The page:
Functional foci are located in the regions of reduced optic flow during forward motion.

(A) Schematic of idealized optic flow (black arrows) as a mouse translates forwards (after Sabbah et al., 2017). Left (blue arrow) and right (green arrow) gaze vectors. (B) Location of optic flow minima in reconstructed mouse eye views of the cricket and experiment arena (from Figure 1H), dashed circle represents 45°. (C) Optic flow map in corneal views, showing flow velocity (color coding) and direction (white arrows) calculated for the idealized spherical environment in 6A with forward motion of 50 cm/s. (D) Optic flow maps in corneal views during track epochs (5269 frames), from one animal. (E) Probability density map of optic flow poles in mouse corneal views during track epochs (data as in Figures 2G, 13,641 frames), with overlay of isodensity contours from Figure 2H.


We developed a technique for reconstructing the visual fields in a freely moving mouse during prey pursuit to quantify the spatial relationship between the environment, cricket and the mouse. Using this approach, we show that during pursuit of crickets, the hunting behavior employed by mice results in the image of the prey consistently falling within a localized region of their visual field, termed here the functional focus. The positional maintenance of the cricket was not achieved by active eye movements that followed the prey, but rather by the animal’s change in behavior, specifically the head-movement and orientation toward the prey during pursuit. While eye rotations stabilized the visual field via the vestibulo-ocular reflex by countering head rotations, the rotations were not specific to either prey detection or prey tracking. This strongly suggested that eye-rotations in mice, like in rats, primarily stabilize their large field of view and that all three rotational axes, including ocular torsion, combine to counter head rotations. In addition, we also show that eye rotations cannot be predicted from head rotations in any one axis as has been suggested by recent studies of mouse eye motion (Meyer et al., 2020; Meyer et al., 2018; Michaiel et al., 2020) but rather by a combination of all head rotations (Figure 4—figure supplement 2). As the eye rotations were predominately associated with countering head-rotations, this raised the question of whether the mouse can use a large fraction of its stabilized visual field to pursuit crickets, or whether a specific region is utilized. To accurately determine the correspondence between the animal’s visual field and the retinal image, we developed a quantitative model of the mouse eye and optics. Using this we show that the location of the functional focus occurs within a dorso-temporal retinal region in an area with the highest density of Alpha-ON sustained RGCs, whose general properties have been previously proposed to be well suited for this purpose (Bleckert et al., 2014). Finally, we used the detailed, digitally rendered reconstruction of the arena and surrounding room to calculate the realistic optic flow in the visual fields (Gibson et al., 1955; Sabbah et al., 2017; Saleem, 2020) of the mice as they pursued crickets, which showed that the functional foci coincide with the region of the visual fields with minimal optic flow during the cricket pursuit, and presumably are thereby minimally distorted by motion-induced image blur (for review see Angelaki and Hess, 2005). Critical to this finding was the ability to isolate the visual sense, generate a detailed reconstruction of both the local environment and the animal’s ocular anatomy and optical pathways, but also record eye motion in all three optical axes especially ocular torsion, something that has only been achieved in rats (Wallace et al., 2013). Lastly, by building an optical model and establishing the relationship between the retinal surface and the corneal surface we were able to relate the data generated from published studies on retinal anatomy (Bleckert et al., 2014; Dräger and Olsen, 1981; Sterratt et al., 2013) and physiology (Dhande et al., 2015; Martersteck et al., 2017; Murphy and Rieke, 2006; Pang et al., 2003; Sabbah et al., 2017; van Wyk et al., 2009) to our behavioral data.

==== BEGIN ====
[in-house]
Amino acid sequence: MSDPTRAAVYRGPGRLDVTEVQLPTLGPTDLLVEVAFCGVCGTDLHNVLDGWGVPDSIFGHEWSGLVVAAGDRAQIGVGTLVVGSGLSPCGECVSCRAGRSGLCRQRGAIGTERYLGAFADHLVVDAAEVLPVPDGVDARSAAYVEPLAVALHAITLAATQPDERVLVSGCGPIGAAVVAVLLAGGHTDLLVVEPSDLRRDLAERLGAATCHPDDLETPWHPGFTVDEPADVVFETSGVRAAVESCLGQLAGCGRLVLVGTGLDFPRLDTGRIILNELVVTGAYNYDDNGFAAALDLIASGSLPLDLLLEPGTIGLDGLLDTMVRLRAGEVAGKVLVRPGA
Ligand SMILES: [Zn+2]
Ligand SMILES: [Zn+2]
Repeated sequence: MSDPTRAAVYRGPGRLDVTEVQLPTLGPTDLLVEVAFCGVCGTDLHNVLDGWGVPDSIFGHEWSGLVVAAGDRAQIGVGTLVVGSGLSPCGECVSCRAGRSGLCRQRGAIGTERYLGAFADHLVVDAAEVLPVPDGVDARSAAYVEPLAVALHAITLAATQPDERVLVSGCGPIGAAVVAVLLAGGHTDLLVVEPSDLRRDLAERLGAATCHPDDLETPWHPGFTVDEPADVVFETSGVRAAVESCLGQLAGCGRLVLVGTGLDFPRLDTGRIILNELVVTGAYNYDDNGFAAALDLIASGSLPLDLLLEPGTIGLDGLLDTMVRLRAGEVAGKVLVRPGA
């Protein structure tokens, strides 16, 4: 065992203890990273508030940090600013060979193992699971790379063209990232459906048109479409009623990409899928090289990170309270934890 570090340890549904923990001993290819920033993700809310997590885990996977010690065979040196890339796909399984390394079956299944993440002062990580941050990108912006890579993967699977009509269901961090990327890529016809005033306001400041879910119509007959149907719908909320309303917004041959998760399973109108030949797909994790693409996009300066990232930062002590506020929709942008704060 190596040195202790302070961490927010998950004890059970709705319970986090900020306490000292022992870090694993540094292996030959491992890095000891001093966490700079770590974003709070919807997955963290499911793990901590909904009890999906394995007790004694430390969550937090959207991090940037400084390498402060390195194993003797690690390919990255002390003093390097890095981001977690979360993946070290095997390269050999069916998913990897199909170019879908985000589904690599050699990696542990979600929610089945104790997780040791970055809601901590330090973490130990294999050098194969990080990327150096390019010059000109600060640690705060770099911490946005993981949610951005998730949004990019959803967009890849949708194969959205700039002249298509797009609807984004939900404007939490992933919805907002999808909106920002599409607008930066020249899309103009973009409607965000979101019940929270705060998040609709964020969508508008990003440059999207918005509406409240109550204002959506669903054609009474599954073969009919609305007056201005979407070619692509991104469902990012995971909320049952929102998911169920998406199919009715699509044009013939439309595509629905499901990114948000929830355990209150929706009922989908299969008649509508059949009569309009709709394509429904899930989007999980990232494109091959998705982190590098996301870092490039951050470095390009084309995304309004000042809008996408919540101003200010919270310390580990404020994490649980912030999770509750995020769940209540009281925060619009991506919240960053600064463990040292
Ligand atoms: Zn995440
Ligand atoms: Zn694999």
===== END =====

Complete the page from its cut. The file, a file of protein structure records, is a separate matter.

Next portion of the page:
Both estimates of the field of view of the mouse eye (Dräger, 1978) and electrophysiological measurements of receptive field locations of visually responsive neurons (Dräger and Olsen, 1980; Wagor et al., 1980) have established that the binocular region of the visual field in mice is contained within the nasal visual field of each eye, and spans a region of 30-40° in front of the animal (Wagor et al., 1980). We present here, that similar to the rat (Wallace et al., 2013), the overlapping monocular fields that make up the binocular overlap are not constantly maintained (Figure 4H) but fluctuate at the margins as the eyes rotate to counter head rotations (Figure 4D), resulting in a region where there is a transition from one area with near continuous binocular coverage, through to a region that is invariably monocular. The functional focus described here lies within the region of high probability of maintained binocular overlap. This region of the visual field projects onto the temporal retina, which contains both ipsilaterally projecting (uncrossed) RGCs (Dräger and Olsen, 1980; Reese and Cowey, 1986) and RGCs which form part of the callosal projection pathway (Laing et al., 2015; Olavarria and Van Sluyters, 1983; Ramachandra et al., 2020), both of which are considered central to binocular visual processing. In addition, the current study adds to the significance of these previous findings and suggests that the functional focus location is well placed to support stereoscopic depth perception, assuming that this form of visual processing is available to and employed by the mouse (La Chioma et al., 2019; La Chioma et al., 2020; Samonds et al., 2019; Scholl et al., 2013; Scholl et al., 2015). Further supportive of the importance and relevance of the region of binocular overlap, another recent study provides strong evidence to suggest that ipsilaterally projecting RGCs in the ventro-temporal retina are important in the final phase of cricket pursuit (mouse to cricket distance less than 6 cm), with selective ablation of these RGCs reducing the probability that coming into close proximity with the cricket resulted in its capture (Johnson et al., 2021). This finding is complimentary to the current study, in that it deals with the section of the hunting behavior excluded from analysis in the current study, that being behavioral segments where the distance between mouse and cricket is < 3 cm. This criteria was used in the current study to mitigate the possibility that the mouse was using its mystacial whiskers to detect or assist in detection of the cricket location. In the current study, we find that the location of the image of the cricket systematically shifts nasally and slightly ventrally on the cornea (temporally and slightly dorsally on the retina) as the mouse closes in on the cricket, and this may place the cricket’s image within the retinal region containing the ipsilaterally-projecting RGCs. As the mouse closes further, beyond our distance threshold, these RGCs may become increasingly important, particularly when the cricket is within grasping distance, where binocular vision and stereopsis may be most relevant.